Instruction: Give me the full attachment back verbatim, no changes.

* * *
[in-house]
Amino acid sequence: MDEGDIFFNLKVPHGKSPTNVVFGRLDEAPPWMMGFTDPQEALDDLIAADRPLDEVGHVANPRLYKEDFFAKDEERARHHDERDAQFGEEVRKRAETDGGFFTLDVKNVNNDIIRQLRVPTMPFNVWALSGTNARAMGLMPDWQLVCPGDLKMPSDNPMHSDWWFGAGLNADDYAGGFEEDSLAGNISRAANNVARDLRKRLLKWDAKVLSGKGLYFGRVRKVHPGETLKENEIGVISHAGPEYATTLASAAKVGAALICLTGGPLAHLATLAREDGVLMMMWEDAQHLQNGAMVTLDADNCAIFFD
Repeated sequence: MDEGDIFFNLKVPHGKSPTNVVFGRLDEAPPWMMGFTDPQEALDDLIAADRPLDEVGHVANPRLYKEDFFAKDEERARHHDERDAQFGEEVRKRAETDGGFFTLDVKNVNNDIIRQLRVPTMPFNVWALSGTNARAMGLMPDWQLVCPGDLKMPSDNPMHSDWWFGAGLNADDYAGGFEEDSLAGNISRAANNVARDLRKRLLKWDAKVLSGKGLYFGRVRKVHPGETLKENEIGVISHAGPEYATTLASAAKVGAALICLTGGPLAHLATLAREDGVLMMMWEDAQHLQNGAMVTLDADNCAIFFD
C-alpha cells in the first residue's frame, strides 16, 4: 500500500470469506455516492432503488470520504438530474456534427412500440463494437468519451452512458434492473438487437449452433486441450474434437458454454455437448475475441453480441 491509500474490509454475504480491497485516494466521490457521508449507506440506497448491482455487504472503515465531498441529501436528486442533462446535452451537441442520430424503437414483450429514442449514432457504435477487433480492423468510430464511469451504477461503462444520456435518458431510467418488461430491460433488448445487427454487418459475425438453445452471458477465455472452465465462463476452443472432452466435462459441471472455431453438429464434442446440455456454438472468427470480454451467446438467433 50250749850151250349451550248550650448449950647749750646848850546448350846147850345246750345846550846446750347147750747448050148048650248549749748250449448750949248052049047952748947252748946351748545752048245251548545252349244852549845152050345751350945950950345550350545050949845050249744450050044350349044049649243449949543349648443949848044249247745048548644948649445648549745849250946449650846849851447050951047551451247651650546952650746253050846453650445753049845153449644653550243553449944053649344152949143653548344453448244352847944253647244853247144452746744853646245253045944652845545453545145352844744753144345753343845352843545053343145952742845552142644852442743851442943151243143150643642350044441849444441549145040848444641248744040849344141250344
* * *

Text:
[in-house]
Amino acid sequence: MDEGDIFFNLKVPHGKSPTNVVFGRLDEAPPWMMGFTDPQEALDDLIAADRPLDEVGHVANPRLYKEDFFAKDEERARHHDERDAQFGEEVRKRAETDGGFFTLDVKNVNNDIIRQLRVPTMPFNVWALSGTNARAMGLMPDWQLVCPGDLKMPSDNPMHSDWWFGAGLNADDYAGGFEEDSLAGNISRAANNVARDLRKRLLKWDAKVLSGKGLYFGRVRKVHPGETLKENEIGVISHAGPEYATTLASAAKVGAALICLTGGPLAHLATLAREDGVLMMMWEDAQHLQNGAMVTLDADNCAIFFD
Repeated sequence: MDEGDIFFNLKVPHGKSPTNVVFGRLDEAPPWMMGFTDPQEALDDLIAADRPLDEVGHVANPRLYKEDFFAKDEERARHHDERDAQFGEEVRKRAETDGGFFTLDVKNVNNDIIRQLRVPTMPFNVWALSGTNARAMGLMPDWQLVCPGDLKMPSDNPMHSDWWFGAGLNADDYAGGFEEDSLAGNISRAANNVARDLRKRLLKWDAKVLSGKGLYFGRVRKVHPGETLKENEIGVISHAGPEYATTLASAAKVGAALICLTGGPLAHLATLAREDGVLMMMWEDAQHLQNGAMVTLDADNCAIFFD
C-alpha cells in the first residue's frame, strides 16, 4: 500500500470469506455516492432503488470520504438530474456534427412500440463494437468519451452512458434492473438487437449452433486441450474434437458454454455437448475475441453480441 491509500474490509454475504480491497485516494466521490457521508449507506440506497448491482455487504472503515465531498441529501436528486442533462446535452451537441442520430424503437414483450429514442449514432457504435477487433480492423468510430464511469451504477461503462444520456435518458431510467418488461430491460433488448445487427454487418459475425438453445452471458477465455472452465465462463476452443472432452466435462459441471472455431453438429464434442446440455456454438472468427470480454451467446438467433 50250749850151250349451550248550650448449950647749750646848850546448350846147850345246750345846550846446750347147750747448050148048650248549749748250449448750949248052049047952748947252748946351748545752048245251548545252349244852549845152050345751350945950950345550350545050949845050249744450050044350349044049649243449949543349648443949848044249247745048548644948649445648549745849250946449650846849851447050951047551451247651650546952650746253050846453650445753049845153449644653550243553449944053649344152949143653548344453448244352847944253647244853247144452746744853646245253045944652845545453545145352844744753144345753343845352843545053343145952742845552142644852442743851442943151243143150643642350044441849444441549145040848444641248744040849344141250344